Over the past couple of the days several posts are going around about Instagrammers getting scammed with an offer to do a photo shoot in Asia, kicking off in Jakarta where the scam comes to a head in every instance.
Below, I wanted to add a few more things that I have learned along the way that has protected me from really unfortunate situations, noting that even what isn’t traditionally considered a scam, but is not a situation favorable to you, can feel like a huge loss if you don’t protect and educate yourself.
The danger of being hungry for work
I want to start by strongly stating that I don’t think that any of these situations is the fault of the victim or victims caught up in them.
I do know that one of the things that scammers heavily rely on in order for their scams to work is hunger and as freelancers, we are all susceptible to this. Whether it is actual hunger due to low funds, or a long stretch of no work, or whether it is the hunger for that big break that could potentially propel your career.
I have agreed to what I know have been crappy deals out of the sheer hunger of wanting to be affiliated with a large brand or be a part of what I convinced myself would be a great opportunity. It very rarely yield successful results. Taken risks is a part of business, but the motivation should also matter. And hunger is rarely a good one.
This why patience is so very important and shouldn’t be viewed as a luxury, even in a competitive, over saturated, freelancing world.
When what seems like a wonderful opportunity comes your way, make sure to take a deep breath, step back from it, and give it some time to process. A red flag is when someone you are unfamiliar with starts pressuring you with a tight deadline, and a need for an immediate reply. Even if the ask is legit, I always worry that the lack of organization and last-minute request is a sign to how the rest of the project will go. It is impossible to guard yourself, and your business from mishaps when not allowed time to at least consult with someone or do some research.
Talk to your community of freelancers
There is this perception that we can’t openly talk about issues that impact our business and things we have on our plate, whether they be projects, issues with clients, or even negotiation questions we may have. This is why our industry is so susceptible to not only scammers, but to inconsistent rates for services and abusive practices.
We have to learn to talk to each other. We have to be willing to share our knowledge, and do it freely. I agree that we should get paid for teaching others, our intellectual property has worth, and I agree that having people bombard you with “I want to pick your brain” messages is extremely inconsiderate, rude, and annoying, but not every opportunity is one to make money from, and we have to balance what we can share for the betterment of our industry. Don’t make the only opportunity people have to learn from you come from an overpriced retreat or an annual blogger conference. Learn to give back some. Doing so helps add fluidity, accountability, and consistency to our industry, and provides guidance, education, and confidence to the creatives in our space.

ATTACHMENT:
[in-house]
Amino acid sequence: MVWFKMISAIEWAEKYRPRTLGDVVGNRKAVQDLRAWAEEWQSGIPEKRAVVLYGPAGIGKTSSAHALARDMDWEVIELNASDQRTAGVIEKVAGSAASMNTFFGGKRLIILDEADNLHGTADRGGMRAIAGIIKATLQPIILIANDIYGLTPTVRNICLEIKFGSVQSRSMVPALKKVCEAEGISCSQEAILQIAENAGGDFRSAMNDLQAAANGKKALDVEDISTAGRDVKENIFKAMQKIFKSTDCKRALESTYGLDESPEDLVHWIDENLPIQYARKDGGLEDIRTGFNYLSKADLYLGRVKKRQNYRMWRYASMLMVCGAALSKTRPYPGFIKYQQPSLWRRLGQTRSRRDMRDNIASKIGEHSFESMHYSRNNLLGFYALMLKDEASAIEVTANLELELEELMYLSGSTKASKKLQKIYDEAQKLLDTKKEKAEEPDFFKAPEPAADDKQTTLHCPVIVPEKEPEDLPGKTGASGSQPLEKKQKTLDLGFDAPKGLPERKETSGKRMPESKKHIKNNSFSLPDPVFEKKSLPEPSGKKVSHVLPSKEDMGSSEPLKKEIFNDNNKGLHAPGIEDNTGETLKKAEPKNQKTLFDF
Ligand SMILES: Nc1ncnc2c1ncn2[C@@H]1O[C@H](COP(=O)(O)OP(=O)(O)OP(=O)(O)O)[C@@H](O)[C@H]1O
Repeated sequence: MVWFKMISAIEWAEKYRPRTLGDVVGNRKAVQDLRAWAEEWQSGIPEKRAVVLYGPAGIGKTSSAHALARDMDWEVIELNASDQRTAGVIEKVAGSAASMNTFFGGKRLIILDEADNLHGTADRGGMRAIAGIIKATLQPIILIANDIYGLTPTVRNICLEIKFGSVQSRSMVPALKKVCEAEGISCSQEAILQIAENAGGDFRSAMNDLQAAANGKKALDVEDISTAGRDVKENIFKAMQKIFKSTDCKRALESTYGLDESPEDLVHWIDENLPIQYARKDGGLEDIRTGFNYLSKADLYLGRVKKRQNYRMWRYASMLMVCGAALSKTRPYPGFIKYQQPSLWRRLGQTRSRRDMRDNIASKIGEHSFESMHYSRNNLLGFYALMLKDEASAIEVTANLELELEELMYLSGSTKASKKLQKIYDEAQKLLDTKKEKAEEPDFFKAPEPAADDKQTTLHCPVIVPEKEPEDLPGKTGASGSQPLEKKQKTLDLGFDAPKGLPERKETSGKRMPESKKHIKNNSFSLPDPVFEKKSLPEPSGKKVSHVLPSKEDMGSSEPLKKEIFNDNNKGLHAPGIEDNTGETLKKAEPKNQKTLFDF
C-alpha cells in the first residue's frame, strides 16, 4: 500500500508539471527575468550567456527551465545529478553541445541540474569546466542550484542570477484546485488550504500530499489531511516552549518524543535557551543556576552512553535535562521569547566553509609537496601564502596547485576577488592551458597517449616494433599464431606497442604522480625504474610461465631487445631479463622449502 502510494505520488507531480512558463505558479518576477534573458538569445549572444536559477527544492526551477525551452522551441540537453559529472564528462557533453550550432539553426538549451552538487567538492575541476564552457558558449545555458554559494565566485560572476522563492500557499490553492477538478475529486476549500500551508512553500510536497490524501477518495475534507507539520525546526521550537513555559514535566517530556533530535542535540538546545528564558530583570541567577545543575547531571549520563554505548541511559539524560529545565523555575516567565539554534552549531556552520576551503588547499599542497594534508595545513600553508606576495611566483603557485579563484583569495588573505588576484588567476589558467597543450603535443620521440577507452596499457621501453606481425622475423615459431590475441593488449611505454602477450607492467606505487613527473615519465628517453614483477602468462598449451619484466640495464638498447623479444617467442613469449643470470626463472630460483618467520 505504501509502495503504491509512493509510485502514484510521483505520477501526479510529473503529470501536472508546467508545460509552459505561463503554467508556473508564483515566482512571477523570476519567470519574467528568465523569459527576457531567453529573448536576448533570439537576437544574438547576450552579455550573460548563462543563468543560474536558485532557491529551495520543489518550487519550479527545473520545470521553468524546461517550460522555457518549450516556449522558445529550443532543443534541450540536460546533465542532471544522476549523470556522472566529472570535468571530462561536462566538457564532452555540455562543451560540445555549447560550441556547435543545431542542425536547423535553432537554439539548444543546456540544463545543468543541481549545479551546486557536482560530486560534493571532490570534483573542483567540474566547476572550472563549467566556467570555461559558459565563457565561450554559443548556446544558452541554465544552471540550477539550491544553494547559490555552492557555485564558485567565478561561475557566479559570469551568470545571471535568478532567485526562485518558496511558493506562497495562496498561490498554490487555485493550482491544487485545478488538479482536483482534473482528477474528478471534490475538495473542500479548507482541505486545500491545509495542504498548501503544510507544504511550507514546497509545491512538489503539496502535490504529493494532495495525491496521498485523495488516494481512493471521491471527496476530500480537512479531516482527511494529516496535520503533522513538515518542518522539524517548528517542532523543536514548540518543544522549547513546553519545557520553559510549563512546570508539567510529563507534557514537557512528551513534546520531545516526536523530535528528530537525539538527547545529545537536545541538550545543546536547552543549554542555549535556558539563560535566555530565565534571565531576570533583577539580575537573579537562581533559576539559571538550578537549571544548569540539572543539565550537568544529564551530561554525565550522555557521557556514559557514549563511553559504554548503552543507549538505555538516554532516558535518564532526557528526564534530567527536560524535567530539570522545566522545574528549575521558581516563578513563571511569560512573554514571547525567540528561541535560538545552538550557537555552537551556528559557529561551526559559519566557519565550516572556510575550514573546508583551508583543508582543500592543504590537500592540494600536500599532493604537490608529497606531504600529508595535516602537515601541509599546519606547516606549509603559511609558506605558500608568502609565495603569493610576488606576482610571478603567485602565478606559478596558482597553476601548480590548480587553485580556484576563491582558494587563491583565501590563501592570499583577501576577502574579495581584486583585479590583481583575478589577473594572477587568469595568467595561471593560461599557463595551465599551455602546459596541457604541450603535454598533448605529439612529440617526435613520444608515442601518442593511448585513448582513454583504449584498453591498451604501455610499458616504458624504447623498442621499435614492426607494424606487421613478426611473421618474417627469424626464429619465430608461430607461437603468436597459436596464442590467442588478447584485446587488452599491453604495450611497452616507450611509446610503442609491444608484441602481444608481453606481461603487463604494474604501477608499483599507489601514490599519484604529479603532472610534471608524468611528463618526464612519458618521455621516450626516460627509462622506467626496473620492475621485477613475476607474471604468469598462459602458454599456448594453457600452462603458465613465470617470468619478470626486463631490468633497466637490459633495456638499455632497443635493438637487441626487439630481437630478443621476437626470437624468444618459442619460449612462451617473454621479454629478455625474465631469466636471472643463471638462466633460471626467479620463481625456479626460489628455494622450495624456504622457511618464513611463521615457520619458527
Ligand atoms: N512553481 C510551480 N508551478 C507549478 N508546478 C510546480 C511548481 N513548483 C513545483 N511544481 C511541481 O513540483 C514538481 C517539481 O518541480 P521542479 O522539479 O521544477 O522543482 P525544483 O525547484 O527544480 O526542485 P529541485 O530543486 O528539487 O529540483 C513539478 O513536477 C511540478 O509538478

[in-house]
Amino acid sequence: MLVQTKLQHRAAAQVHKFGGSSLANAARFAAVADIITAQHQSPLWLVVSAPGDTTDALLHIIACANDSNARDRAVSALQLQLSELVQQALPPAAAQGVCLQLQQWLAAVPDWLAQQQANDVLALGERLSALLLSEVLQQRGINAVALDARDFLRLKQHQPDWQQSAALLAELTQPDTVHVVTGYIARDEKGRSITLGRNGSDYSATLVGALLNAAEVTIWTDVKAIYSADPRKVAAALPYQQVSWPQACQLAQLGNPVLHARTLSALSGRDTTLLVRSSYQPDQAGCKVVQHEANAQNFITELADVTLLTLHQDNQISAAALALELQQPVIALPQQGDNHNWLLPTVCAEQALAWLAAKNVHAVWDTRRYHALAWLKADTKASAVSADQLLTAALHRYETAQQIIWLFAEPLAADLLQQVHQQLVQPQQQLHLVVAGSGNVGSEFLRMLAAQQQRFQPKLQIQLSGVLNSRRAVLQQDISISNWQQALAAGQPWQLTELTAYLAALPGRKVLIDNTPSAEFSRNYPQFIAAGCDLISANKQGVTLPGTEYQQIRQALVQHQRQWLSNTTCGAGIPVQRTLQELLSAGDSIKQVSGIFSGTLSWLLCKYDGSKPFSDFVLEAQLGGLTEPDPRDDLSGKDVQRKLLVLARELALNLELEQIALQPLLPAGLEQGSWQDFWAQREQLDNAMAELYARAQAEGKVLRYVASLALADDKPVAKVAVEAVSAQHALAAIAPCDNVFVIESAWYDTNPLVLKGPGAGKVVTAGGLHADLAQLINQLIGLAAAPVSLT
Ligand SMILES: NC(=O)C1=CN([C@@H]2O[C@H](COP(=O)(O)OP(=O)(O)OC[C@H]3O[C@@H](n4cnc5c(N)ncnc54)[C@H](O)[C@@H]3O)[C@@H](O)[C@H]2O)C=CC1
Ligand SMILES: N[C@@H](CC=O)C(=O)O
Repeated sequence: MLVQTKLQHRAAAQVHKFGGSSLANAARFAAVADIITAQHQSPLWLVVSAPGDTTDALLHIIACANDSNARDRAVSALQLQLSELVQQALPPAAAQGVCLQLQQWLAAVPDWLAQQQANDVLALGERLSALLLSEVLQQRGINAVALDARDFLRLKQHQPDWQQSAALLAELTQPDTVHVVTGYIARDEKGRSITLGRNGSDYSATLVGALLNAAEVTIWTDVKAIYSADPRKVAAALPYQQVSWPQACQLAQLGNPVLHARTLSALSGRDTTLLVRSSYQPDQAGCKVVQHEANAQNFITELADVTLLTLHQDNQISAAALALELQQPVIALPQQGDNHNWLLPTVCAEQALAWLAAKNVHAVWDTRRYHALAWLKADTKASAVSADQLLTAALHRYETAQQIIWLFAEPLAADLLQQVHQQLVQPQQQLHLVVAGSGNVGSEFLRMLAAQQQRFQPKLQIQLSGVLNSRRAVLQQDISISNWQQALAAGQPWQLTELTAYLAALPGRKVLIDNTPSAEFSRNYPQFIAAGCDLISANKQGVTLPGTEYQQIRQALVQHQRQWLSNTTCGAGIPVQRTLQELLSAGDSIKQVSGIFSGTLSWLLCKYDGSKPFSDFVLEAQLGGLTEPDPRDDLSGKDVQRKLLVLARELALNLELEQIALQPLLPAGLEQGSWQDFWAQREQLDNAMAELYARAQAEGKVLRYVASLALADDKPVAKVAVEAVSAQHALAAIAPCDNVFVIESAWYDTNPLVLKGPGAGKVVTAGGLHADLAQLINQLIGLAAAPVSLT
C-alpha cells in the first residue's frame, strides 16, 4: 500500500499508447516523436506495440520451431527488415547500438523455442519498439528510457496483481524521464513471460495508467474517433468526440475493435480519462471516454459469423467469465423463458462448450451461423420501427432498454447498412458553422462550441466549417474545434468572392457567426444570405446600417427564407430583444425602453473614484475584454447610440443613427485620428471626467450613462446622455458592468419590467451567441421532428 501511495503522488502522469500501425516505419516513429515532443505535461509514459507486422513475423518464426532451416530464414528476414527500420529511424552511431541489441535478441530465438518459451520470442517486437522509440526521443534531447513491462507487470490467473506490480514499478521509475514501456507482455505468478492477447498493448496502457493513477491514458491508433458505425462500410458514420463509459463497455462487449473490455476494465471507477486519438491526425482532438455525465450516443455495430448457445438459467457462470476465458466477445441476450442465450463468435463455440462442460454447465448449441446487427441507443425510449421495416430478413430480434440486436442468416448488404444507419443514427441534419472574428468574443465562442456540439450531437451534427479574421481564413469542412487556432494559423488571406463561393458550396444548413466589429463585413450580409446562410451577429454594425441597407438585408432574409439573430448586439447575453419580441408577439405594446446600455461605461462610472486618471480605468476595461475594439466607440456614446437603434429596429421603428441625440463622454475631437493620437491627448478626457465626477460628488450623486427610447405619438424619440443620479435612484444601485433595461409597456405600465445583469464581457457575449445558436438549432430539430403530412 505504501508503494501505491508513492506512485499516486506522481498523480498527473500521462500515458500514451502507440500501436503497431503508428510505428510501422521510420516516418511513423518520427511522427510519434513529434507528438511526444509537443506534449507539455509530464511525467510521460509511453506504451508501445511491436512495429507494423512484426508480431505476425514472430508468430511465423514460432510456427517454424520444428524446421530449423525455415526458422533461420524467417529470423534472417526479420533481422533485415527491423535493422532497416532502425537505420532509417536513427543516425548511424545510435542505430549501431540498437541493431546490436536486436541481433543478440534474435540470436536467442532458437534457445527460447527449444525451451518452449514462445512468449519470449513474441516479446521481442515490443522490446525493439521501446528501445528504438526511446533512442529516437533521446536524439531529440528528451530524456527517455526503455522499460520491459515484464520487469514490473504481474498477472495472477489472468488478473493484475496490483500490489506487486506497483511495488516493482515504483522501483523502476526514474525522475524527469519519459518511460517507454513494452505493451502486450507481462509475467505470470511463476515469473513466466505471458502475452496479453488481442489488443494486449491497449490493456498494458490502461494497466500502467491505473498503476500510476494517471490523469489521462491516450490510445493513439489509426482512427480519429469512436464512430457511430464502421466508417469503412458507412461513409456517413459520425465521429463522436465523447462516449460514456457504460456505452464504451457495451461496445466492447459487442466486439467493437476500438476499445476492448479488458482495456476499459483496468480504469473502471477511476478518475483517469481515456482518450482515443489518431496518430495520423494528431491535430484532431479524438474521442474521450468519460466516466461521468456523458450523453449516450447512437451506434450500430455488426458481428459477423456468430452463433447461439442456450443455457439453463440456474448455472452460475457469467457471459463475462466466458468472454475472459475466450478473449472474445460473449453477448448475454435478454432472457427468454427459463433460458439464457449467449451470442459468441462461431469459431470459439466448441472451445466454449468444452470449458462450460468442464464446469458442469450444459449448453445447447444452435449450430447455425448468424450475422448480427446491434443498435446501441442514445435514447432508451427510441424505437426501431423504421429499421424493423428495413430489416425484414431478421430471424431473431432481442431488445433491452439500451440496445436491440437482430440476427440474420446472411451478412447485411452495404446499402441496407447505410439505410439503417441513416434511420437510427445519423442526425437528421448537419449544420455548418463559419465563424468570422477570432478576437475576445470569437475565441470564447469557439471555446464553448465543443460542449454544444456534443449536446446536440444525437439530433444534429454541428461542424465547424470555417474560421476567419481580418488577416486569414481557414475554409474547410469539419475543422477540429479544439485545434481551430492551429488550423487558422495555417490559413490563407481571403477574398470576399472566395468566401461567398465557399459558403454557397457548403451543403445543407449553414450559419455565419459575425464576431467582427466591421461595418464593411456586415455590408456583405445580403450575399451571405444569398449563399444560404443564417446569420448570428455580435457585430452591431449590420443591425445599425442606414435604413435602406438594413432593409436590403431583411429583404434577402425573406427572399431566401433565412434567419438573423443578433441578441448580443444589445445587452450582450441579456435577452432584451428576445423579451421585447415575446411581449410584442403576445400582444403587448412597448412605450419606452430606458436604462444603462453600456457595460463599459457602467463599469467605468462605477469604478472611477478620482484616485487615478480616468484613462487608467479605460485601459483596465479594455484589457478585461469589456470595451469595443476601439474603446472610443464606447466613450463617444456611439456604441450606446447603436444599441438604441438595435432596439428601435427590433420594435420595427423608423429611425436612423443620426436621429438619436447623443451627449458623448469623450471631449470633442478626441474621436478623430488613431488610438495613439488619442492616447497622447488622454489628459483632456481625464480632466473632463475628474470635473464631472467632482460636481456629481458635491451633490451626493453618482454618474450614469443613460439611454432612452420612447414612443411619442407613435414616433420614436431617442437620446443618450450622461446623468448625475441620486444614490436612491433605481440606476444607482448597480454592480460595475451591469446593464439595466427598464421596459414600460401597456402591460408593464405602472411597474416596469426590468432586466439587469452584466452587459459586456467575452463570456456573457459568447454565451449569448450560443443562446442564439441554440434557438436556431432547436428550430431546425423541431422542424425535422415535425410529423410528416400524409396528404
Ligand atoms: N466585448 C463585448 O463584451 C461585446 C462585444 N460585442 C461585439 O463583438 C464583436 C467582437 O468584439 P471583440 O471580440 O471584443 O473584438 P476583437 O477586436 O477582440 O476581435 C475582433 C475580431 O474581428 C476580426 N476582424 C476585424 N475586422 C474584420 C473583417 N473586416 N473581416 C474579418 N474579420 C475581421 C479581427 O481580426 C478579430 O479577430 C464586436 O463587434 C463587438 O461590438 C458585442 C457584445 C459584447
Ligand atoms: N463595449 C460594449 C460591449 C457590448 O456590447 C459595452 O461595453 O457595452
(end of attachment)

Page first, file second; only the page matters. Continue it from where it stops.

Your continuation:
Sure, we are often competing with each other for work, and no one is expected to show their business strategies, we don’t even have to disclose client names, but we also don’t have to be so protective that we can’t share ideas about the negotiating process and fair, realistic, and honest fee structures, or contractual standards that we could ALL benefit in learning from. And if we do encounter a crappy client who doesn’t pay, or treats us like garbage, or tries to scam us, we need to be open about that too, and we need to learn to vet our potential clients just as aggressively as the BEST clients I have ever worked with have vetted me.
Because it doesn’t matter whether you are a celebrity Instagrammer or a newbie, we can’t protect and improve our industry as a whole – and in the process, the way we do business, if we are overly protective of the skills and tools needed to get us to a better place.
Don’t make the only opportunity people have to learn from you come from an overpriced retreat or an annual blogger conference.
There is no such thing as too many questions
In both these situations linked above, there were so many opportunities to ask more questions. The scammer at one point stated that they were referred to the Instagrammer by someone at a high-profile travel publication. Patience would have insisted on asking who, and then would have persuaded them to call said publication to verify that in fact there was someone by that name, and more importantly, that they have been referred.
Traditionally, legitimate referrals are never vague. “Someone” from so and so. Or a “contact” at this and that. People who refer you don’t do so expecting anonymity. Often times the person referring you will give you a head’s up that they will be doing so, and even when they don’t, you are familiar enough with the person referring you that it is easy to contact them and either thank them for the referral (which I always do) or ask them if they in fact know the person, and ask them for more background information on the company or individual that they referred you to.